In 2018, the City and the Huron River Watershed Council hired an engineering firm to do a study on how much it will cost to remove the dam, details on the dam removal process, and recommendations for land ownership. The study is not complete yet. Grants for dam removal exist and are a potential funding source for supporting removal and restoration costs.

The City is waiting on the study results because a decision needs to be made on whether to repair the dam to keep it or remove it altogether.

The City is required to pay for inspections and repairs of the dam so it has fewer funds to spend on community programs and infrastructure. Also, since the dam harms the river and wildlife, the quality of life in the community is compromised.

Because the dam blocks the flow of the river, people who fish have less to catch and canoe/kayakers have to remove their boats, walk around the dam, and put their boats back in. If the dam is removed, river recreation will increase and businesses near the river will have more customers.

Check out the story of our work in Dexter to remove the dam

A History of HRWC’s Dam Activities

Activity Activity Description Links to more information
Co-funding Peninsular Paper Dam Removal Feasibility Study HRWC and the City of Ypsilanti have hired an engineering firm to study the feasibility of redeveloping and revitalizing the Pen Park area for more recreational and economic uses and improved water quality from removing the dam.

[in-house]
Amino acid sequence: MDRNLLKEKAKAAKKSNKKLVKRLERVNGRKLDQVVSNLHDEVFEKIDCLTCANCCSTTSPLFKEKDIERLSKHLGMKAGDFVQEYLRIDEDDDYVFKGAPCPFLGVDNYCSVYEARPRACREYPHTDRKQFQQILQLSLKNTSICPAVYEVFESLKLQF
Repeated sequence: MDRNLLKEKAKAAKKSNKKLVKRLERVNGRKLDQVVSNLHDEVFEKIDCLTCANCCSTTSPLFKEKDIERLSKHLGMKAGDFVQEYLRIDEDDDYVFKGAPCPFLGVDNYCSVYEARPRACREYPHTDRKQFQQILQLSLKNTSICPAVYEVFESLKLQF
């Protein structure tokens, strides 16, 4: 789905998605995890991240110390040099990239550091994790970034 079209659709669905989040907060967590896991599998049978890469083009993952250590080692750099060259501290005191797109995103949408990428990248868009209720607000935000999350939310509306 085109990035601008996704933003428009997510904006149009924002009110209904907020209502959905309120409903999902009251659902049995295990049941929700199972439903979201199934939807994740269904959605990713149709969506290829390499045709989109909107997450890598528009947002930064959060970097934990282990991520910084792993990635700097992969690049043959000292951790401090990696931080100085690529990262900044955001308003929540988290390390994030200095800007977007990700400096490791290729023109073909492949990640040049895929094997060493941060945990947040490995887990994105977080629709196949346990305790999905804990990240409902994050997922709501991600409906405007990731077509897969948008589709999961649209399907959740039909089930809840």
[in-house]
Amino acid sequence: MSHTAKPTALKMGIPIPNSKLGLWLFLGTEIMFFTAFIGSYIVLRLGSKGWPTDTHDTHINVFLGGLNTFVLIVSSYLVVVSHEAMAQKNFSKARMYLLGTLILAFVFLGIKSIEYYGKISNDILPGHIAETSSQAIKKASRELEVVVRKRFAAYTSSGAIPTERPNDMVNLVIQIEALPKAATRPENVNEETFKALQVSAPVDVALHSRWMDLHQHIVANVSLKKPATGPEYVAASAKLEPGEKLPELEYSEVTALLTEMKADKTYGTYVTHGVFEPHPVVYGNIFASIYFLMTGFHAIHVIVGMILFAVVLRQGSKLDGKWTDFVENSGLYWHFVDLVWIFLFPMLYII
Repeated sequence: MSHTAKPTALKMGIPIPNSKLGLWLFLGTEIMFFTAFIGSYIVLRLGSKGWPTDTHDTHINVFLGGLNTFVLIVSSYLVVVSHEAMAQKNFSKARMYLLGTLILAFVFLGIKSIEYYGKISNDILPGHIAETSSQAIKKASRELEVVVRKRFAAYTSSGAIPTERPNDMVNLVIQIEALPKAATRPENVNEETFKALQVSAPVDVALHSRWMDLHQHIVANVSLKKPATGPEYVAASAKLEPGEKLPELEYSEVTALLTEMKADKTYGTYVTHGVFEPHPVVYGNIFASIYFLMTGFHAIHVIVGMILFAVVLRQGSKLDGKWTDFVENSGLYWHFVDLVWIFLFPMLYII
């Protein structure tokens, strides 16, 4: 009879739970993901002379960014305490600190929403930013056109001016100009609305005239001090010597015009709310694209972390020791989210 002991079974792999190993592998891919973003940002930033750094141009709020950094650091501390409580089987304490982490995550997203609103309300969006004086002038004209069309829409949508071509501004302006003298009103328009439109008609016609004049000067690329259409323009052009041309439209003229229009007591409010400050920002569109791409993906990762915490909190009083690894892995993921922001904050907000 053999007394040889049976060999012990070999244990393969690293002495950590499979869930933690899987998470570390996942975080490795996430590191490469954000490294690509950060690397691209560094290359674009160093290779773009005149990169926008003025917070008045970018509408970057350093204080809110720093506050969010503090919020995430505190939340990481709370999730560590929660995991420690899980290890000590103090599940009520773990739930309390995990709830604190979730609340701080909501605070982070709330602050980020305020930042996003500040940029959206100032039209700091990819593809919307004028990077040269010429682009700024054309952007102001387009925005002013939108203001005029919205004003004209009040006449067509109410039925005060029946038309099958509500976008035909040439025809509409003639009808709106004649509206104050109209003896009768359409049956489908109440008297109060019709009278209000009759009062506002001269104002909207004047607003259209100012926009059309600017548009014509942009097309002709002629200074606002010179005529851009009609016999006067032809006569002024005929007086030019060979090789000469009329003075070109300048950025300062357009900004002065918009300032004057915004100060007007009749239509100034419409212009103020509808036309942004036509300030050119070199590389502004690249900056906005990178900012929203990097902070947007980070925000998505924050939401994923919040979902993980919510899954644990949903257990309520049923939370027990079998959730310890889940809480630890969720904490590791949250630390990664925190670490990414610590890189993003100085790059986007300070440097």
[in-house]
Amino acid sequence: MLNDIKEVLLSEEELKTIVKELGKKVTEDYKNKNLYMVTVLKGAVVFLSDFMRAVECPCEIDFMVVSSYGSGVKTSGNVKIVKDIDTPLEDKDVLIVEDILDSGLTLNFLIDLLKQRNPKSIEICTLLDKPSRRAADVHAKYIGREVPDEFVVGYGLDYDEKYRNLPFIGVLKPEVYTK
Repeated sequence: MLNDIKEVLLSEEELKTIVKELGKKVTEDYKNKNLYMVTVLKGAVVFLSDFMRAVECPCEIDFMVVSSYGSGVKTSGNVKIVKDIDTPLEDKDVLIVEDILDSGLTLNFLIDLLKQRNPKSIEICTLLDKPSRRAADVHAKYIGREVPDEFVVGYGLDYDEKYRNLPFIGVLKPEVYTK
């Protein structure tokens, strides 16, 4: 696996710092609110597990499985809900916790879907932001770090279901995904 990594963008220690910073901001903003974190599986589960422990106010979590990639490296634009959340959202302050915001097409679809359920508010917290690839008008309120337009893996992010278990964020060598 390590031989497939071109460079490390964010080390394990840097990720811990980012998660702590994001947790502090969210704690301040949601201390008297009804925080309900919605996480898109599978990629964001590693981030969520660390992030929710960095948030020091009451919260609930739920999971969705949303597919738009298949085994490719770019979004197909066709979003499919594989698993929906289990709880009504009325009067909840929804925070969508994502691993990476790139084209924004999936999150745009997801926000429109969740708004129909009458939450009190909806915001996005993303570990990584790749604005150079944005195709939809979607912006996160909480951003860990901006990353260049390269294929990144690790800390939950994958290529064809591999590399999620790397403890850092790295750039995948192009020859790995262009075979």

Advocating for Argo Dam Removal. 2007-2011. HRWC worked with scientists, governments, and outdoor groups in pushing for removal of Argo Dam. The dam has not been removed.
Removal of Mill Dam 2007-2009. HRWC worked with the Village of Dexter in removing the dam on Mill Pond. Making History on Mill Creek
Seminar December 2009. HRWC hosted a seminar providing communities with tools and resources for dam removal decisions.
Seminar Series 2010. HRWC facilitated three regional meetings where eighteen organizations from across the state shared their experiences on dam projects, their hopes for Michigan’s rivers, and recommendations to their peers and the DNR and DEQ for how to “make the grade” for the state’s dam infrastructure. Re*Envisioning Dam Management in Michigan
Inventory Revision 2011-2012. HRWC updated its database of watershed dams by contacting dam owners via mail and phone. Aerial imagery was used to find new dams that had escaped notice previously. Identify and getting contact information for current dam owners was the top priority of this database revision. Huron River Report, Dam-nation.
Dam Removal Prioritization HRWC created a ranking system that prioritizes which dams have the best potential or best reason to be removed, based on social, economic, and ecological data. HRWC has used the list of highly ranked dams to meet with individual dam owners and discuss the results and how HRWC can work with them in improving their dam management. HRWC will continue to explore the possibility of removing dams ranked high on this list. Huron River Report, Dam-nation.
Huron River Dams Network This network connects dam operators, owners and engineers of dams on the mainstem of the Huron River. The group meets periodically and communicates regularly on issues, ideas and operations pertaining to dam management on the Huron.
Small dam owner workshop Anyone who operates, owns or maintains dams, and people who simply care about local rivers, were invited to join guest speakers from the Michigan Department of Environmental Quality and Spicer Group, and HRWC’s in-house experts. Luke Trumble, P.E. from the state’s Hydrologic Studies and Dam Safety Unit, discussed the regulatory framework. Shawn Middleton, P.E. discussed how to conduct your own visual inspection and steps for creating a maintenance plan.